With its mountains, canyons, and greenery, Zion National Park truly offers the best of everything, in one of the most spectacular settings on Earth. Whether you're looking for a challenging hike or a peaceful retreat into nature, you'll have a hard time finding a more stunning place for it than Zion.
Looking for more tips for your trip to Zion? We've got you covered.
Some quick tips for visiting Zion:
The park may be famous for its hikes, but it's also great for canyoneering, scrambling, climbing, and rappelling.
Spring and fall are the busiest times, thanks to the comfortable climate. But if you happen to experience a thunderstorm during your visit, make the most of it by taking in the waterfalls that form.
The Zion Canyon Visitor Center at the south end of the park has some really detailed exhibits on the natural and human history of the park.
There's a shuttle that goes around the park, making it easy to access various trailheads without having to find parking.
Walter's Wiggles is a series of 21 steep switchbacks that make the hike to the top of Angels Landing a bit of a challenge. Once you make it past the hairpin curves, you'll reach Scout's Lookout, which is where many people turn around. If you stay on the trail toward Angels Landing, prepare for narrow trails and steep drop-offs lined with chains for grip.
You can appreciate the unusual beauty of Checkerboard Mesa from the road, or you can decide to hike it. Until 1938, the multi-colored slick rock mountain was known as "Rock Candy Mountain," until the Zion park superintendent gave it its more dignified current name.
You can see the Narrows from the paved Riverside Walk trail, but if you want to go inside, you should be prepared to get wet. Hike to the Temple of Sinawava via the Riverside Walk and then you'll have to get into the Virgin River and walk upstream.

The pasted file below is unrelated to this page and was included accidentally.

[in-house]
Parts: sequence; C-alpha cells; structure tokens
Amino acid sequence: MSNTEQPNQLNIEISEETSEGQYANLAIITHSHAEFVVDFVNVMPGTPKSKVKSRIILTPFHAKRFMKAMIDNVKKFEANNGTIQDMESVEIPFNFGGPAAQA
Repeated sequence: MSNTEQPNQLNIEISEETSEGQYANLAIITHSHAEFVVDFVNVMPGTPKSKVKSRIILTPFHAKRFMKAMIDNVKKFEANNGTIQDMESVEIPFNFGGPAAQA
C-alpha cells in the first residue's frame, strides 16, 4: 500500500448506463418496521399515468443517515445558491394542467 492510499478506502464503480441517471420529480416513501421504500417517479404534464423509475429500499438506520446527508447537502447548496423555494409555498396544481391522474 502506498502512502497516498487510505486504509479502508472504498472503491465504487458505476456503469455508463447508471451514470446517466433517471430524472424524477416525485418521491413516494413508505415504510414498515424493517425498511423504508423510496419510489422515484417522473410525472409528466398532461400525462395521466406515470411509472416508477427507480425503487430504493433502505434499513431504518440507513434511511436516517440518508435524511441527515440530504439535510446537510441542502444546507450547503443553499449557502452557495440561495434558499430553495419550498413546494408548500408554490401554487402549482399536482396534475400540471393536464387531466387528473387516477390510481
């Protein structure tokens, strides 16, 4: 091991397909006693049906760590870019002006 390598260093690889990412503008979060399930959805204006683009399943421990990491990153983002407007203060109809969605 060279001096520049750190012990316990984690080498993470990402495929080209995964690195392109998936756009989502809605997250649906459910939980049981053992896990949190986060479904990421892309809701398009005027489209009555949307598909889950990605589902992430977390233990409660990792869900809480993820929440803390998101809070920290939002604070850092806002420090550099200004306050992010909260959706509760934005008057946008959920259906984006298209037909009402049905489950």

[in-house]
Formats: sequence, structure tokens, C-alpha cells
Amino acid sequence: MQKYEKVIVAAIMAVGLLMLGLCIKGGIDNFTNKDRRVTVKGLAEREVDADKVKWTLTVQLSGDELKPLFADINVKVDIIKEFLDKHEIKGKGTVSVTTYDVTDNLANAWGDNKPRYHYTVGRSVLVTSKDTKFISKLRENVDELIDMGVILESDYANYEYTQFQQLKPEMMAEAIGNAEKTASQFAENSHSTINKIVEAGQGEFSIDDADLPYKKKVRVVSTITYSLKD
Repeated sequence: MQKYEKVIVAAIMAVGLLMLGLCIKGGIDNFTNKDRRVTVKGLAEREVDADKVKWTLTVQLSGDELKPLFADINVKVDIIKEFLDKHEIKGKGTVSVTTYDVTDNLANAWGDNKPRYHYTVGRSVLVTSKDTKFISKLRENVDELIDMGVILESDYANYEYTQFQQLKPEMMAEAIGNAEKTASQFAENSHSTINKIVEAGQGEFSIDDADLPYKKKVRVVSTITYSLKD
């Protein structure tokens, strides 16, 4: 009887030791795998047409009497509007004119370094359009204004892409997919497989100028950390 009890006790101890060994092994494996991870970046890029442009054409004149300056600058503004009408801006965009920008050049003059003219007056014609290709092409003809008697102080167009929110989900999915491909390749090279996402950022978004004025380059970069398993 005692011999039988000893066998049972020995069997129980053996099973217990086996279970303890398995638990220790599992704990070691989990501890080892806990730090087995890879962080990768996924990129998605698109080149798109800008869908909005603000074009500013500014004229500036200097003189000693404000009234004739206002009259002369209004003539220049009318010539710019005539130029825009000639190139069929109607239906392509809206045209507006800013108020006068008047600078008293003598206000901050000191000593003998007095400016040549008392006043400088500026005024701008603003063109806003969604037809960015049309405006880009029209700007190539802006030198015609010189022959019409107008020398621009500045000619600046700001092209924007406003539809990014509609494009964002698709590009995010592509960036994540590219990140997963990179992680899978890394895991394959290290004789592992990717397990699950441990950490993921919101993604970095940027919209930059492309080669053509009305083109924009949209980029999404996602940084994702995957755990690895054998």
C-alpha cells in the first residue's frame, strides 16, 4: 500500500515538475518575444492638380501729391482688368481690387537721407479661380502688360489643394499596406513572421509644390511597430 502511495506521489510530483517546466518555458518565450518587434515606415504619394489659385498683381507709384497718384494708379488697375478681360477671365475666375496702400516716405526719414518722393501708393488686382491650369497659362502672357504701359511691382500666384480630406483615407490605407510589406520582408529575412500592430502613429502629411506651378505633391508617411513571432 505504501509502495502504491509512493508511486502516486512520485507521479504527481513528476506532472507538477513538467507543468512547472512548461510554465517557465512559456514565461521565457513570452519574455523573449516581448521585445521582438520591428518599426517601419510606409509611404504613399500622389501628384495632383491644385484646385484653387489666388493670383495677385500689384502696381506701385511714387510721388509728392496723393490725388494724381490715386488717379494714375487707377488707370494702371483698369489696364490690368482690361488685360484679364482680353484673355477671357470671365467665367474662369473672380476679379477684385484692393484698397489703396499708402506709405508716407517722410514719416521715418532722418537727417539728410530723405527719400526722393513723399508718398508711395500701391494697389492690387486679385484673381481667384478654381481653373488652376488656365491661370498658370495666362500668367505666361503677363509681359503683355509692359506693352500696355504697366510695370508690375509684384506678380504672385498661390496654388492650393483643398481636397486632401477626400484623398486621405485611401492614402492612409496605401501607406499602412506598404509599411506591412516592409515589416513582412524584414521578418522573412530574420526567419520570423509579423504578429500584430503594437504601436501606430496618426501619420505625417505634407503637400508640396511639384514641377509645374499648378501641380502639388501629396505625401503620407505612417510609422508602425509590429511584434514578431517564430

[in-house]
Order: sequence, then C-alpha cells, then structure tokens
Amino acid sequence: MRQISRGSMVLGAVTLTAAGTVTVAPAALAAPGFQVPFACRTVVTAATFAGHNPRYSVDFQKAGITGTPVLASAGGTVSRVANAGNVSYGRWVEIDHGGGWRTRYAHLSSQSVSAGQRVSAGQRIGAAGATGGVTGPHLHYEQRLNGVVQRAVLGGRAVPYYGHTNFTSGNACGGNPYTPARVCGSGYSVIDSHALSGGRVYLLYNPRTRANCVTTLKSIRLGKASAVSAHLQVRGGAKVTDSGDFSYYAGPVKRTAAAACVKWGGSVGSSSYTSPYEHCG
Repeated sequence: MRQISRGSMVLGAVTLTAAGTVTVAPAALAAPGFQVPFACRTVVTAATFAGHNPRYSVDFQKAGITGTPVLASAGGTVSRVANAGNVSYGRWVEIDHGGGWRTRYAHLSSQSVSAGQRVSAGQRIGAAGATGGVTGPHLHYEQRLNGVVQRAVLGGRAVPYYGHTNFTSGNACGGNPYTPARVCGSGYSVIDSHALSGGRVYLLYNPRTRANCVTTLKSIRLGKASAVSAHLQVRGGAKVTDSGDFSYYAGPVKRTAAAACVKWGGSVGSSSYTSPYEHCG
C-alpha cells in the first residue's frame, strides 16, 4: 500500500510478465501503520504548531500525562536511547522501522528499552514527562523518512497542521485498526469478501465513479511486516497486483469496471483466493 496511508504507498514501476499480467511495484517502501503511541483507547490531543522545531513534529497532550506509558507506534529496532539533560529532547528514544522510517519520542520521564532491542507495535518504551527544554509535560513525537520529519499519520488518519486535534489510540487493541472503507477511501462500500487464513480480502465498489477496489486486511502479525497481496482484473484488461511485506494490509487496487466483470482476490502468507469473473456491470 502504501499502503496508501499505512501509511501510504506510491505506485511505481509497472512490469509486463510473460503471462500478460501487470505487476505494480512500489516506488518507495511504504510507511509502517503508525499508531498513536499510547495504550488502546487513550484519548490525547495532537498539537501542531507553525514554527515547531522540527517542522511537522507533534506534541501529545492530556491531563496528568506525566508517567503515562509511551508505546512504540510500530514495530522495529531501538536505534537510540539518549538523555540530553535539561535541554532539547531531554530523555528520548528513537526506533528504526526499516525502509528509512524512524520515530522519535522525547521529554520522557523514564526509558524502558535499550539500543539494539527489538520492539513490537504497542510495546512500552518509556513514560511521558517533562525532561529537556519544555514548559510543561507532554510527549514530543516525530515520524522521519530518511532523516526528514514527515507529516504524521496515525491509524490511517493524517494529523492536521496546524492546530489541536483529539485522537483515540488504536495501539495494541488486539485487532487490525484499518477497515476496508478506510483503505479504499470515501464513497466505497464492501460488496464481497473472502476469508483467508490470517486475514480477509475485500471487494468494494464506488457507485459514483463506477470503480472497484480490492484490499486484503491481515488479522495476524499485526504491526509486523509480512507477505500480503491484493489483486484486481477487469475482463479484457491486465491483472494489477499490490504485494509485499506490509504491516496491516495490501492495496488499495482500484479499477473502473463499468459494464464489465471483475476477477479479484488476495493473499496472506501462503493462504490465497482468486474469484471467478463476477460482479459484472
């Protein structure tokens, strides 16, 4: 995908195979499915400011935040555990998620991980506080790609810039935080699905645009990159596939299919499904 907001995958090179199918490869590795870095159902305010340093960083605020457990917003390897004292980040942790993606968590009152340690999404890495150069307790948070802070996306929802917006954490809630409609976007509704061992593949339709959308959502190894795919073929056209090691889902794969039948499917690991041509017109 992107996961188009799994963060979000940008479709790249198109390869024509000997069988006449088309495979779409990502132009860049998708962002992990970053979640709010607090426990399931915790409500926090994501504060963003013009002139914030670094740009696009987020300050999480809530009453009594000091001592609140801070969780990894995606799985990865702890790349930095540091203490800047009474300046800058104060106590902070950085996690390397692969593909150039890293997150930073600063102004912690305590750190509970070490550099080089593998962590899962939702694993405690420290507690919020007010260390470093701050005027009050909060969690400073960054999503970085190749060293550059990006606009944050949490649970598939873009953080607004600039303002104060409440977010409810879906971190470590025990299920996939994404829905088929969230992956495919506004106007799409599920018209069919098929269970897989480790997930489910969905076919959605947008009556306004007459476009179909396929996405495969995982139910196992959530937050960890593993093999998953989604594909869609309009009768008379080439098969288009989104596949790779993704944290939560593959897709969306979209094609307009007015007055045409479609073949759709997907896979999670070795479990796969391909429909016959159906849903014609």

The view from the top of Angels Landing is iconic, and one of the must-see features of Zion. The intense 5-mile hike can usually take around five hours to do, but the feeling of hiking along the rocky fin nearly 1,500 feet up is pure exhilaration.
Observation Point - Zion National Park
Head to Observation Point for the best view of the canyon in all of Zion. It's an 8-mile out-and-back hike, but the views are worth it.
One of the park's more interesting features is Weeping Rock, a sandstone rock that has water oozing out from its sides, creating a waterfall of sorts, with a lovely hanging garden and a little stream below. It's a quick walk here from the trailhead, which is easily accessed by the shuttle. If you have kids with you, this is a great hike to try.
In order to hike the slot canyon known as the Subway, you need a permit. To get the permit, you'll have to enter a lottery three months in advance, or you can try your luck at the last-minute lottery, a few days to a week in advance. There are two routes, both of which require hiking through water, scrambling, swimming—and maybe even some rappelling.
If you need a quick breakfast, a lunch on-the-go, or some coffee or snacks to refuel, Cafe Soleil is the place to find it. Everything is fresh, local, and organic, and the cafe showcases art and music by locals.
Spotted Dog Café
The Spotted Dog Cafe is a funky bistro that offers slightly more upscale food. The space is nice but casual with some lovely outdoor seating. Get a nice bottle of wine to treat yourself after all that hiking.
National parks and camping go together like macaroni and cheese, and you can take full advantage of Zion's gorgeous scenery by camping here. Watchman Campground is close to the South entrance of the park, has more than a few sites, and can accommodate both RVs and tents.
Bit & Spur Restaurant & Saloon
For a great dinner or lunch in a fun, casual atmosphere, try Bit & Spur Restaurant and Saloon for some BBQ and Tex Mex grub. Chile verde, sopes, tamales, and more add flavor to the menu, and don't miss the carne asada. Tons of craft beers to choose from, too.
Grafton is a ghost town right outside the park. One of the most photographed in the West, it was featured in the movie Butch Cassidy and the Sundance Kid. Founded as a cotton-growing community by Brigham Young, the town quickly fell on hard times and was abandoned by the 1920s. Today it's been restored and makes for a fun stop outside the park.
Hot and rainy in the summer, cool and snowy in the winter, Zion is probably at its best in the spring and fall—just be prepared for the crowds. If you visit Zion in the summer, hike in the morning and evenings, and head into Springfield to beat the heat during the hottest part of the day.
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